February 14, 2006 -- Voters in Westmoreland County will get the chance to exercise their constitutional right to choose how they will vote in future elections, according to a decision announced late yesterday in the Commonwealth Court of Pennsylvania. Judge Dan Pellegrini issued the ruling in response to a suit brought by a multi-partisan group of citizens, elected officials, and state senator Jim Ferlo, who represents part of Westmoreland County.
Filed last month against Westmoreland County, and subsequently the Secretary of the Commonwealth, the action was in response to a late December decision by county officials to replace lever voting machines with electronic touchscreens without holding the voter referendum required by the Pennsylvania Constitution. Many organizations and individual citizens have expressed concerns about the electronic machines, which have a history of problems and would not produce any paper record to allow voters to verify that their choices are being counted correctly.
At issue in the lawsuit was whether or not the federal Help America Vote Act, which was passed in 2002 and is providing partial funding for the new machines, could override the Pennsylvania Constitution and mandate the purchase of electronic voting systems without giving voters the opportunity to decide to accept or reject the machines.
"The Pennsylvania Constitution's Declaration of Rights guarantees that the people will be the ultimate decisionmakers on changing voting systems," said attorney Charles Pascal Jr., who represented the citizens' group. "This case upholds that guarantee, and affirms that the Secretary of the Commonwealth cannot unilaterally determine that the state Constitution should be ignored and given no effect because of the requirements of HAVA."
Members of citizen-alliance group VotePA, applauded the decision as a victory for voters everywhere.
"The wisdom contained in our Pennsylvania Constitution is clear," said Marybeth Kuznik, founder of VotePA and a lead plaintiff on the suit, "and I am glad that the judge's decision recognized that protecting the right of the people to have their voices heard through the ballot box is central to our democracy."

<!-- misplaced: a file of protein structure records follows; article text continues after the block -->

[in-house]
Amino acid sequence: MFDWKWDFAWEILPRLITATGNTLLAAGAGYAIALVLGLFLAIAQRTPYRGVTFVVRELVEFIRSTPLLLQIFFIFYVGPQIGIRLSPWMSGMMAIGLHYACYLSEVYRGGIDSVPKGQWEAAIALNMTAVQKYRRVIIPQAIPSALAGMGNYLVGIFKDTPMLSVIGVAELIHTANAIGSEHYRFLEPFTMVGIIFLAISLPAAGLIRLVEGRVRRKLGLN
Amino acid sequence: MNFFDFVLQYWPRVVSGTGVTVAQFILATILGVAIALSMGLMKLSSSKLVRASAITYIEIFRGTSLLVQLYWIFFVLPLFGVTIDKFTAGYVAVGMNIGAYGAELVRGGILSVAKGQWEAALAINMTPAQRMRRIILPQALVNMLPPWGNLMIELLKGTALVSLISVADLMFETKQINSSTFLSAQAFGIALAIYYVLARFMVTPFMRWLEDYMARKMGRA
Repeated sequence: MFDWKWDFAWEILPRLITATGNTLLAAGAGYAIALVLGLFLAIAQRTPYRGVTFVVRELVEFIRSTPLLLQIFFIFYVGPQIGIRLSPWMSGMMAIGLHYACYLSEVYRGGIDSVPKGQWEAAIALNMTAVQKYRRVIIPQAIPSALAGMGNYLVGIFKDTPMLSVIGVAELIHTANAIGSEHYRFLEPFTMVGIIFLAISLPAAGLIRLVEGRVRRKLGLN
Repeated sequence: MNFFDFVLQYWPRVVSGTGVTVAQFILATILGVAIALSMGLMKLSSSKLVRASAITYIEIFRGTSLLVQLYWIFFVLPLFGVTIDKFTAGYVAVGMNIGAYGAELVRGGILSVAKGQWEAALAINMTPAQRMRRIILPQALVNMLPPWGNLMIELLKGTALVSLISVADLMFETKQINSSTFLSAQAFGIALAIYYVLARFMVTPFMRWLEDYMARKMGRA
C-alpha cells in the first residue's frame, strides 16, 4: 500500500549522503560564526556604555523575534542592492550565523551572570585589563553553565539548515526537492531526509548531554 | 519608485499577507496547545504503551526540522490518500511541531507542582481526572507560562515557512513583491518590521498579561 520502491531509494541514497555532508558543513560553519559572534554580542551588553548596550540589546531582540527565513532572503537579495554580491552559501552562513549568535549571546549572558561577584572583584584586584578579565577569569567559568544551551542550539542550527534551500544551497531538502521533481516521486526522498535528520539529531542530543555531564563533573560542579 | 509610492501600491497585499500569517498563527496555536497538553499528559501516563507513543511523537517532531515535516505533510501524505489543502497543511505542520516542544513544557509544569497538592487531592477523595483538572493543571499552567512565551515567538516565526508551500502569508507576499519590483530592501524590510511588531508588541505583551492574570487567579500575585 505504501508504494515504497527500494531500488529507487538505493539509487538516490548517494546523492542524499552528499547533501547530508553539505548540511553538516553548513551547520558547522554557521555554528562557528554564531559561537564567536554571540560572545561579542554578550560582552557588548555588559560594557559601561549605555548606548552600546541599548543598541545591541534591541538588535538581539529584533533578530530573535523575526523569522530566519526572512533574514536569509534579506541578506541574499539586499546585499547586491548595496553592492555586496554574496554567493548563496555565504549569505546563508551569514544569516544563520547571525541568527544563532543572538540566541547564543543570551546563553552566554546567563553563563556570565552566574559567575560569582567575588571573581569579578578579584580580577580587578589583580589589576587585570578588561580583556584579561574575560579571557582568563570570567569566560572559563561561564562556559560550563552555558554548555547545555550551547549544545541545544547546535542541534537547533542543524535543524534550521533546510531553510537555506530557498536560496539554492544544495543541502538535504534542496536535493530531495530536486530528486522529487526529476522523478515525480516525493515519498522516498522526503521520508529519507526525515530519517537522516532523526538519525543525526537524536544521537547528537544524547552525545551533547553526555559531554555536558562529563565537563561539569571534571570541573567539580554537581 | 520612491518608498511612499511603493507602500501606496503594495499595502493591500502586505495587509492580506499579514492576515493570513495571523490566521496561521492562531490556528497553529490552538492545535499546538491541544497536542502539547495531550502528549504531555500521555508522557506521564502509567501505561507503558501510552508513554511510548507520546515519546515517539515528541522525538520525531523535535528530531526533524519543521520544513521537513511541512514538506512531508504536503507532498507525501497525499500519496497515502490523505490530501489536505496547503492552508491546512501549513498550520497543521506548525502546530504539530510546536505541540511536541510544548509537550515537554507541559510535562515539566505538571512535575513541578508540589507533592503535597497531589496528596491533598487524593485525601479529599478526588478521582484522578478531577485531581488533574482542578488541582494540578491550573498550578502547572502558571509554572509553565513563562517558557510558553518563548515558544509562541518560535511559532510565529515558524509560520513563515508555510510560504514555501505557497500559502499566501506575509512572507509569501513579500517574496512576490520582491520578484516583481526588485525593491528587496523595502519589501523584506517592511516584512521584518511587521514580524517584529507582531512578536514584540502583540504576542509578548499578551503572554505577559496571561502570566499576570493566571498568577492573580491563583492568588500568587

Counties were originally expected under HAVA to have new systems ordered by January 1 and in place for the May Primary in order to retain the promised funding, but delays in testing voting machines at the federal and state level had already put that deadline in jeopardy. With the commencement of legal action, many Pennsylvania counties have put their purchase plans for new voting systems on temporary hold while waiting for the matter to be settled.
Activists in the state see the delays as a window of opportunity to educate more Pennsylvania citizens about the serious problems with paperless electronic voting, and to gather additional support for bills SB 977 and HB 2000 in the Pennsylvania Legislature. The identical bills would require voter-verified paper records to be produced by voting machines, and provide routine audits of all elections.
"Pennsylvania voters may well decide to move to more modern forms of voting," said Kuznik, "but regardless of what systems are chosen or used our citizens ultimately need the protection of being able to verify on paper that their votes are being recorded accurately. With the passage of bills like SB 977, and good court decisions like this one upholding voters' rights to full participation in the system, I am optimistic that our democracy can remain strong."
For more information about the Westmoreland County lawsuit, the citizens' group that filed it, or electronic voting and voting rights in Pennsylvania, please visit http://www.votepa.us .
Photo above: Charles Pascal, Jr. attorney for the citizens in the Westmoreland County lawsuit.